Be sure to check your state’s requirements and add any applicable certifications to your waitress CV.
Waitress CV FAQ
1. How do you format a waitress CV?
You should format your CV for a waitress as you would for any other job. Follow the structure of the waitress CV sample on this page and make sure your headers are straightforward, easy to read, and divide each section clearly. So, for example, instead of writing “My Career” keep it professional and write “Work History” or “Work Experience.”
Your headers should be a 14 or 15 font size and the rest of the information should stay at 11 or 12. It’s also important to use appropriate font types, like Times New Roman and Arial.
For more details on how to structure your CV, visit our How to Make a CV guide.
2. How long should a waitress CV be?
As shown in this waitress CV example, it’s best to keep your curriculum vitae straightforward and to the point. It may be tempting to list all of your experiences in detail, but a concise rundown of your past duties is all an employer needs to determine if you’re the right fit for the team. Viewing your waitress CV as a marketing document instead of an exhaustive list of experiences can let your audience know you understand the purpose of an effective application.
3. How many bullet points do you include with each job in a waitress CV?
Include three to five bullet points for each job in your CV for a waitress. Keep them concise, avoid using pronouns like “I” or “my,” and start each sentence with an action verb. The waitress CV sample featured above is a great source of inspiration you can use and it gives you a good idea of what to write in yours.
4. How can you highlight team experience on a waitress CV?
Being able to work as a team is extremely important in any food service industry job. Besides including teamwork or collaboration as part of your waitress skills on a CV, a great way to highlight team experience is by writing the instances where you helped someone out or collaborated with your team on your work history section. For example: “Assisted hosts and hostesses by greeting customers” or “Aided kitchen staff by stocking refrigerators with produce, beer and wines.”
5. What can you do to make your waitress CV stand out?
While it has an average projected job growth of 7%, the server industry sees a significant amount of applications from people of many backgrounds and experiences. One way you can stand out from the rest is by making your waitress CV aesthetically pleasing. There is a happy medium between going overboard with imagery and including that extra oomph that separates your CV from the others.
Do’s and don’ts for your waitress CV
- Include additional sections. Whether one or eight pages long, your CV can be as long as needed. If you have a lot of certifications, awards, grants or publications, be sure to include separate sections to list them out in reverse-chronological order.
- Check your industry’s CV standards. In the U.S., CVs are used primarily for jobs in academia, health care and law, and each has a different way of presenting the information. Research the standards of your industry before you start writing so you can make a great impression.
- Make your CV easy to read. CVs often contain a lot of information, and they tend to be lengthy. Keep yours organized by placing the most crucial information for the job at the top and work your way down. Include 1-inch margins on all sides and use bullet points to list achievements. Use a standard font, such as Times New Roman, in a 12-point size.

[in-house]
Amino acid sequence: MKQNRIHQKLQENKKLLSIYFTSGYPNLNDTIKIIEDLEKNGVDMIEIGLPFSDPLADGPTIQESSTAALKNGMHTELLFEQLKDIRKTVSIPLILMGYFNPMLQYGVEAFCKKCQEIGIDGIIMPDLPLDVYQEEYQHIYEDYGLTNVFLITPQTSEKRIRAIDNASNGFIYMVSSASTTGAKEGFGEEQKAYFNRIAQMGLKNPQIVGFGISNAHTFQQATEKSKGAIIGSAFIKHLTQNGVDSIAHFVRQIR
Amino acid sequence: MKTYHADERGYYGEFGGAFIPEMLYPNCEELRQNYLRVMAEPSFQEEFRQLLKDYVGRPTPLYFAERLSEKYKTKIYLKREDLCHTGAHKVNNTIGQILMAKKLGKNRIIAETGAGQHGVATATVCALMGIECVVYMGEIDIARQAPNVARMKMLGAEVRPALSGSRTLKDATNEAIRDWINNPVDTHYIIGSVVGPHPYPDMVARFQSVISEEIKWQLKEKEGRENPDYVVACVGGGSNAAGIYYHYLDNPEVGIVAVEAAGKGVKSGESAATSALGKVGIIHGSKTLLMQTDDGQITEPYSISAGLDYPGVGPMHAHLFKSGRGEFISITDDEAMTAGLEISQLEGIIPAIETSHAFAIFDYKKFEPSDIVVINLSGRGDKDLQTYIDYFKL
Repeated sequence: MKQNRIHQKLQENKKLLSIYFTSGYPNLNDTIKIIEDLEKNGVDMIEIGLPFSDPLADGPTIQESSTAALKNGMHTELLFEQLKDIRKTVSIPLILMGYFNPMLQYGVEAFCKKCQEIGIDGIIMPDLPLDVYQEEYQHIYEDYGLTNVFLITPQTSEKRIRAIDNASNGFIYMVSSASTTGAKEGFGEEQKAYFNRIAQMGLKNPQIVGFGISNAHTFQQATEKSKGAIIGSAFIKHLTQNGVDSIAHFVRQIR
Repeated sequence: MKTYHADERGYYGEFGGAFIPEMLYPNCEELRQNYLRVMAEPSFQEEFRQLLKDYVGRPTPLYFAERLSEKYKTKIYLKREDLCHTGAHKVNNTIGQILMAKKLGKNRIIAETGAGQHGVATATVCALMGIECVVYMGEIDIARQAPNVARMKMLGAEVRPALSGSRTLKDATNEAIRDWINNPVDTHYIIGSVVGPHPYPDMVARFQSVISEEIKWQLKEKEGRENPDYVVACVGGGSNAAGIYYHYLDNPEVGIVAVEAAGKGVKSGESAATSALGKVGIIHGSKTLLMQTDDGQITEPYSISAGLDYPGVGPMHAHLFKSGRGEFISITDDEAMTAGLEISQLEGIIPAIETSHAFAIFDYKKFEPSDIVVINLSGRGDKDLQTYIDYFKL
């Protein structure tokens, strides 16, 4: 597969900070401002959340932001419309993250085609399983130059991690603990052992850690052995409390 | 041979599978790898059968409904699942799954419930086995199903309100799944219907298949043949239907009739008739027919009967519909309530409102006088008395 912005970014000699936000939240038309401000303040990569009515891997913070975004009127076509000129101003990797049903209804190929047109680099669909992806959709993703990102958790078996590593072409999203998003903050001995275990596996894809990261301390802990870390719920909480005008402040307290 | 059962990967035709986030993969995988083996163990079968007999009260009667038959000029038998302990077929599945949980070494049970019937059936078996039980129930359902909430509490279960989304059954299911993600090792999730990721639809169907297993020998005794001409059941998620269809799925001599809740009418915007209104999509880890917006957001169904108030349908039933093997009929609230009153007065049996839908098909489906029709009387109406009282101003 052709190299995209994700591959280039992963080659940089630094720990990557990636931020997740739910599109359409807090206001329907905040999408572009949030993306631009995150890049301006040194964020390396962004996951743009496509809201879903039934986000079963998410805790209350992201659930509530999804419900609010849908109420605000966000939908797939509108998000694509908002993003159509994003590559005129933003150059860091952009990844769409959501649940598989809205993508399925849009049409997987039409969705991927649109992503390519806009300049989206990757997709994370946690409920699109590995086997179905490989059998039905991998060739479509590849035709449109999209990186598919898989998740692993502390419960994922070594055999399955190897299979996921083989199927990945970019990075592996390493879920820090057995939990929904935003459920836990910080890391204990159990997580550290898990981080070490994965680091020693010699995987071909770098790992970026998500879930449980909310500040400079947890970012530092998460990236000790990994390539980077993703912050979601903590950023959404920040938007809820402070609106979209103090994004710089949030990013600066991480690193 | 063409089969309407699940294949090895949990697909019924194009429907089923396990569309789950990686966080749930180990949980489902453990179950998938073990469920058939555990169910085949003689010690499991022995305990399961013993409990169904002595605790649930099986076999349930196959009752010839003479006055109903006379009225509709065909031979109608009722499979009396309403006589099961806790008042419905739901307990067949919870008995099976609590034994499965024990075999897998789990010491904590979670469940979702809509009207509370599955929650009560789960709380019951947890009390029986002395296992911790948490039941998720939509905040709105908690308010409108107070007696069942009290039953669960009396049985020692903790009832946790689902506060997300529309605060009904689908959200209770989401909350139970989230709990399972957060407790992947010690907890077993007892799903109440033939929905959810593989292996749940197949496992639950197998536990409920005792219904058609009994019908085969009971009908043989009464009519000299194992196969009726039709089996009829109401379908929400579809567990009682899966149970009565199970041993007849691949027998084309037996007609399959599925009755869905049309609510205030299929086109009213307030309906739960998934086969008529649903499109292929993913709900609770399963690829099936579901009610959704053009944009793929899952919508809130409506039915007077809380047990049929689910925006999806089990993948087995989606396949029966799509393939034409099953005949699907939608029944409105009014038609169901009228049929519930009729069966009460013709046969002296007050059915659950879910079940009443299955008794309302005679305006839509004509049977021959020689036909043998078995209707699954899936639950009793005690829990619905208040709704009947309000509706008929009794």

- Include irrelevant information. Hiring managers want to know if you’re the right candidate. Let them know you are by tailoring your CV to the job. Add keywords from the job description if they apply to you to alert applicant tracking systems (ATS) and hiring managers that you’re a great fit.
- Use fancy fonts, graphics or extravagant colors. Keep it simple! Using uncommon font types or including infographics on your CV might make it difficult for an ATS to scan it.
- Write “references available upon request.” While adding this phrase to your CV might not cost you the job, it’s outdated and takes up valuable CV real estate. Recruiters and hiring managers expect job applicants to have references and will ask you for them later in the hiring process.
Top 4 tips for interviews for a waitress job
Research the company.
Check their website and social media profiles to learn more about their culture, mission and vision. Doing this kind of homework will probably give you an idea of what to expect during the interview and help you better prepare for it. Websites like Glassdoor and Google Reviews are also a great place to gauge what current and former employees think about the company.
Practice before the interview.
Interviews can be nerve-wracking. Ease your anxiety by practicing your answers to potential interview questions in front of a mirror or with someone you trust. The hiring manager might ask you to describe a time when you anticipated potential problems and how you solved them, or if you can work as part of a team. Whatever the case, get together with a friend and do a practice round.
Ask questions at the end of the interview.
The hiring manager is likely to ask you at the end of the interview if you have any questions for them. Prepare ahead of time and go to the interview with a list of questions about the company, culture and job responsibilities, such as:
- What is the company culture like?
- What has been your experience working here?
- What is the hardest part of the learning curve for this role?
Create a separate list of professional references.
Usually hiring managers ask for a list of references when they’re ready to extend an offer. Have a separate document with your professional references ready for that moment. It should include their full name, job title, contact information and your professional connection. For a better idea of what this looks like, visit our How to List References on a Resume article.
Resume examples for the next step in your food service career